• 3 We also believe that the trial court erred in finding the plaintiff in contempt of court. Contempt of court generally consists of any act which is calculated to obstruct, embarrass or hinder the court in the administration of justice and which is committed for the purpose of lessening the authority or the dignity of the court. (E.g., People v. Miller, 51 Ill.2d 76, 78, 281 N.E.2d 292, 293; In re Estate of Melody, 42 Ill.2d 451, 452, 248 N.E.2d 104, 105.) Moreover, there are four types of contempt which are delineated as follows: (1) indirect contempt which entails a contumacious act committed outside the presence of the court (e.g., People v. Javaras, 51 Ill.2d 296, 300, 281 N.E.2d 670, 672; Kay v. Kay, 22 Ill. App.3d 530, 318 N.E.2d 9 (abstract opinion)); (2) direct contempt which involves an act committed in the presence of the court (e.g., People v. Clark, 4 Ill. App.3d 301, 303, 280 N.E.2d 723, 724; Kotowski v. Kotowski, 3 Ill. App.3d 231, 233, 278 N.E.2d 856, 857); (3) civil contempt which consists of failing to do something ordered by the court, usually for the benefit of the opposing litigant (e.g., People ex rel. Kazubowski v. Ray, 48 Ill.2d 413, 416, 272 N.E.2d 225, 226, cert denied, 404 U.S. 818, 30 L.Ed.2d 118, 92 S.Ct. 78; Sullivan v. Sullivan, 16 Ill. App.3d 549, 551-52, 306 N.E.2d 604, 605); and (4) criminal contempt which comprises conduct directed against the dignity and authority of the court or the judge acting judicially (e.g., Sullivan v. Sullivan, 16 Ill. App.3d 549, 551, 306 N.E.2d 604, 605; George v. Toal, 6 Ill. App.3d 329, 286 N.E.2d 41 (abstract opinion)).

• 4, 5 Applying these categorical distinctions of contempt to the case at bar, it is clear that the instant controversy involves indirect civil contempt. Although we initially note the conscientious concern of the trial court for the welfare of the parties' children, we are of the opinion that it should not have held the plaintiff in contempt since it is well established in Illinois that in proceeding to punish one for indirect contempt of court, the alleged contemnor is entitled to a hearing where extensive evidence is produced. (E.g., People v. Javaras, 51 Ill.2d 296, 300, 281 N.E.2d 670, 672; People v. Stafford, 118 Ill. App.2d 453, 255 N.E.2d 17 (abstract opinion).) While the record evidences that many proceedings were held and orders entered regarding the defendant's various petitions for a rule to show cause, we are not satisfied that the plaintiff, who had difficulty with her two previous attorneys and who did not appear at certain dispositions, was afforded a full hearing on the matter of contempt. The only proceeding in which the court and counsel for the respective parties attempted to discuss this matter in depth occurred on September 25, 1974, the date the plaintiff was found guilty of wilful contempt. The report of proceedings for that date reveals a colloquy between the court and the counsel for both parties in which the defendant's attorney, after presenting a petition for rule to show cause, made representations to the court about the plaintiff's conduct pertaining to visitation of the parties' children. Subsequent to inquiring from each counsel as to the course of action that should be undertaken regarding the defendant's petition, the record shows that the court then invited both counsel into chambers. Thus, in light of such a record, we can only presume that the issue of contempt was heard by the court in chambers without the parties being sworn or an opportunity afforded both sides to present evidence or cross-examine witnesses. We therefore conclude that even though the plaintiff is not free to disobey court orders and unilaterally disregard the edict concerning visitation rights, evidence must be heard before the plaintiff's conduct can be held to be of a wilful and contumacious character.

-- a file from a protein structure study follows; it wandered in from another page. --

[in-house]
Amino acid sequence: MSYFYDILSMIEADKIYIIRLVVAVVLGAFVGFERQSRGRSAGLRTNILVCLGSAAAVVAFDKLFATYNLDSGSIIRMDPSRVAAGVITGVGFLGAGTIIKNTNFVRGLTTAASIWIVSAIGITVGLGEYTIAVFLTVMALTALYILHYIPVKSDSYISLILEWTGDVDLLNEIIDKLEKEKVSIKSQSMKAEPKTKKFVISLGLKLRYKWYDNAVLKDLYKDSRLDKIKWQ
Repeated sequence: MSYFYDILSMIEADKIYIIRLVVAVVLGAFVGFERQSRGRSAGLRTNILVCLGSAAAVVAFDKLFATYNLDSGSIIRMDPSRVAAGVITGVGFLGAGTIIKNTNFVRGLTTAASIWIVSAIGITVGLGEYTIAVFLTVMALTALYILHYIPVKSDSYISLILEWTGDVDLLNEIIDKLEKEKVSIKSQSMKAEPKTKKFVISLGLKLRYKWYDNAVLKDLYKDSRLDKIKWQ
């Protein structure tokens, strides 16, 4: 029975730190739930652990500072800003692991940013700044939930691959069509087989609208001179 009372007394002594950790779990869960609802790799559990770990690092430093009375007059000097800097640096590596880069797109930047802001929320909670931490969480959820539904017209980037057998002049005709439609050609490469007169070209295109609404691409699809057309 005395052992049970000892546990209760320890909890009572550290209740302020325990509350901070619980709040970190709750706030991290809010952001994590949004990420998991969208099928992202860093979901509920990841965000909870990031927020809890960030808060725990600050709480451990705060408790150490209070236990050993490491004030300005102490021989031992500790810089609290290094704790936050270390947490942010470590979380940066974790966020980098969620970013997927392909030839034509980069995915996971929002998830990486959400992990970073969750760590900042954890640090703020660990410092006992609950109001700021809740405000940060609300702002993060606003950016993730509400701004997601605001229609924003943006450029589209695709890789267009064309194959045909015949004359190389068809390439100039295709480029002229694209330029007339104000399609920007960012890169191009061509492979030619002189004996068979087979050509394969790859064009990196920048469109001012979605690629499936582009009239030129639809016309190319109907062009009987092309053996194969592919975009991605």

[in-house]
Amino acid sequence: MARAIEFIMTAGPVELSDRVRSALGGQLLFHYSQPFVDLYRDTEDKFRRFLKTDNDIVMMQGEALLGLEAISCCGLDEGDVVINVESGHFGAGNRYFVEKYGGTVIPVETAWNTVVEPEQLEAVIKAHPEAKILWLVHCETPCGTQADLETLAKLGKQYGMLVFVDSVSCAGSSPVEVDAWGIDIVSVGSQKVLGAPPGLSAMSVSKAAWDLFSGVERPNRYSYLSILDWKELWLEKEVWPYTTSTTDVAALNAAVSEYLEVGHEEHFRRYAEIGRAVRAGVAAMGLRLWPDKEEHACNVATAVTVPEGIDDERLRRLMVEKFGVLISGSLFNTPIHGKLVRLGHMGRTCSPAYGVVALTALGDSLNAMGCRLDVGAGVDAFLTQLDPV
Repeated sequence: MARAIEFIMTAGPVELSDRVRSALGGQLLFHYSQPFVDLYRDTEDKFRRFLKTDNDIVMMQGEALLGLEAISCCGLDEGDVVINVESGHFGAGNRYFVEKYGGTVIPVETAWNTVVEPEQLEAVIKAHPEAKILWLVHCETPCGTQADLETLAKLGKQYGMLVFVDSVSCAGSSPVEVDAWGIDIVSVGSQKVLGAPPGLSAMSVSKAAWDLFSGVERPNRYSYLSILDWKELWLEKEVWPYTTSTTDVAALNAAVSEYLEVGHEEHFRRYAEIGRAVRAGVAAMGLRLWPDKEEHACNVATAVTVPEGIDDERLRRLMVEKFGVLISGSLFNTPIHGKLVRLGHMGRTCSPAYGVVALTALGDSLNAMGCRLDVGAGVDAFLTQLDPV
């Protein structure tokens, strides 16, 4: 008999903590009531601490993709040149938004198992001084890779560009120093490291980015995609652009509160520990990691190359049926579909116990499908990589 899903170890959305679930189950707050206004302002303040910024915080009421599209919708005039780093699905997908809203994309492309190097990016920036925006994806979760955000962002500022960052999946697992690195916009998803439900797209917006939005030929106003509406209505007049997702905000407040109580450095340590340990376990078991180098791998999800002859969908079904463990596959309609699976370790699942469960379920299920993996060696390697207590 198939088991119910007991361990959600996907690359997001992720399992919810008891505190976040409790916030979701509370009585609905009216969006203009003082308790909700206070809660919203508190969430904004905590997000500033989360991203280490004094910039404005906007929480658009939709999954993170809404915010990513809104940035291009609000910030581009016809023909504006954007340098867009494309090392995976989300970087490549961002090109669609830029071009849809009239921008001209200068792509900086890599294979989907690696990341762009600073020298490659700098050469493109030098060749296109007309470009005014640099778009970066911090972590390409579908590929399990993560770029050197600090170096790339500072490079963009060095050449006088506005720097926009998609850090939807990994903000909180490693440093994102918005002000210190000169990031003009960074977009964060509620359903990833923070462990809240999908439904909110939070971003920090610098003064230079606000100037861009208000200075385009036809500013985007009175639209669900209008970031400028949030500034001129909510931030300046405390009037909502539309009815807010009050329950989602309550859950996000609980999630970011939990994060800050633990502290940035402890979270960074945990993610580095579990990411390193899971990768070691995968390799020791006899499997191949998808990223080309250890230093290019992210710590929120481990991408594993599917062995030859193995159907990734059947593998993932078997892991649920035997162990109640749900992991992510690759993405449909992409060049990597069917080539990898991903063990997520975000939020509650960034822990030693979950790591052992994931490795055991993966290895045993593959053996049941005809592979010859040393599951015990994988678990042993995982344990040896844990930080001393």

For the foregoing reasons we hold that plaintiff's motion to vacate the decree for divorce should have been granted and that the order of contempt and attachment of plaintiff is to be quashed. The cause is therefore remanded to the circuit court for further proceedings consistent with this opinion.

Reversed and remanded.

DIERINGER, P.J., and JOHNSON, J., concur.